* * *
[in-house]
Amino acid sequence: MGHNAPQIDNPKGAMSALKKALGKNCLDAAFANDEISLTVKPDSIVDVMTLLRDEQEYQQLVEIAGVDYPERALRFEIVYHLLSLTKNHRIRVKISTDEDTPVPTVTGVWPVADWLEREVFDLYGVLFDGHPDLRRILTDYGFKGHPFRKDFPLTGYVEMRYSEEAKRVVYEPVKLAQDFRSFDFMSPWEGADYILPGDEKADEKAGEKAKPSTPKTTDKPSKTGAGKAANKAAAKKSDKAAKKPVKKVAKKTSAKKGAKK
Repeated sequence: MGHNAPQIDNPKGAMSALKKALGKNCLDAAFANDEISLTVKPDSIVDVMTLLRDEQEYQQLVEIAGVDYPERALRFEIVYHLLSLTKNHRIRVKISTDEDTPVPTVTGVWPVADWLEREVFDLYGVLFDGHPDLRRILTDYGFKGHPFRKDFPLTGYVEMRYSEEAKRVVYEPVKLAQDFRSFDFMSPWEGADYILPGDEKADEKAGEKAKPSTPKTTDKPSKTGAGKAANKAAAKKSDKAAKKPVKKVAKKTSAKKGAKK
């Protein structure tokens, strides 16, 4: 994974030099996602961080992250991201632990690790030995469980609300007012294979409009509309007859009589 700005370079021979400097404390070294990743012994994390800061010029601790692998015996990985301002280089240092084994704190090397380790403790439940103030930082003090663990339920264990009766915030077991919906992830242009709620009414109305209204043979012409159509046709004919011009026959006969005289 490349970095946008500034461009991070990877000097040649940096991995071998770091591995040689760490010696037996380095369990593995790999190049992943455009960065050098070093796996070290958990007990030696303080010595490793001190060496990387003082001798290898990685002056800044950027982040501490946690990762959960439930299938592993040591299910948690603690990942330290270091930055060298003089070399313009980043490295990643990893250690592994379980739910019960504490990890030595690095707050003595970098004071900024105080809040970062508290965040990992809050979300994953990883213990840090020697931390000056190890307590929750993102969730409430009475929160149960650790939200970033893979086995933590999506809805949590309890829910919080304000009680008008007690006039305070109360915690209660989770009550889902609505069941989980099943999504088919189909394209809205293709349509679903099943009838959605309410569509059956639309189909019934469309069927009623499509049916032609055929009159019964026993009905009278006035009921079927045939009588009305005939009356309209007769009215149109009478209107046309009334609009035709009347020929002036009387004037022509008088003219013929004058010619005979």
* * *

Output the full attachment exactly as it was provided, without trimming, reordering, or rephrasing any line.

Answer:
[in-house]
Amino acid sequence: MGHNAPQIDNPKGAMSALKKALGKNCLDAAFANDEISLTVKPDSIVDVMTLLRDEQEYQQLVEIAGVDYPERALRFEIVYHLLSLTKNHRIRVKISTDEDTPVPTVTGVWPVADWLEREVFDLYGVLFDGHPDLRRILTDYGFKGHPFRKDFPLTGYVEMRYSEEAKRVVYEPVKLAQDFRSFDFMSPWEGADYILPGDEKADEKAGEKAKPSTPKTTDKPSKTGAGKAANKAAAKKSDKAAKKPVKKVAKKTSAKKGAKK
Repeated sequence: MGHNAPQIDNPKGAMSALKKALGKNCLDAAFANDEISLTVKPDSIVDVMTLLRDEQEYQQLVEIAGVDYPERALRFEIVYHLLSLTKNHRIRVKISTDEDTPVPTVTGVWPVADWLEREVFDLYGVLFDGHPDLRRILTDYGFKGHPFRKDFPLTGYVEMRYSEEAKRVVYEPVKLAQDFRSFDFMSPWEGADYILPGDEKADEKAGEKAKPSTPKTTDKPSKTGAGKAANKAAAKKSDKAAKKPVKKVAKKTSAKKGAKK
């Protein structure tokens, strides 16, 4: 994974030099996602961080992250991201632990690790030995469980609300007012294979409009509309007859009589 700005370079021979400097404390070294990743012994994390800061010029601790692998015996990985301002280089240092084994704190090397380790403790439940103030930082003090663990339920264990009766915030077991919906992830242009709620009414109305209204043979012409159509046709004919011009026959006969005289 490349970095946008500034461009991070990877000097040649940096991995071998770091591995040689760490010696037996380095369990593995790999190049992943455009960065050098070093796996070290958990007990030696303080010595490793001190060496990387003082001798290898990685002056800044950027982040501490946690990762959960439930299938592993040591299910948690603690990942330290270091930055060298003089070399313009980043490295990643990893250690592994379980739910019960504490990890030595690095707050003595970098004071900024105080809040970062508290965040990992809050979300994953990883213990840090020697931390000056190890307590929750993102969730409430009475929160149960650790939200970033893979086995933590999506809805949590309890829910919080304000009680008008007690006039305070109360915690209660989770009550889902609505069941989980099943999504088919189909394209809205293709349509679903099943009838959605309410569509059956639309189909019934469309069927009623499509049916032609055929009159019964026993009905009278006035009921079927045939009588009305005939009356309209007769009215149109009478209107046309009334609009035709009347020929002036009387004037022509008088003219013929004058010619005979």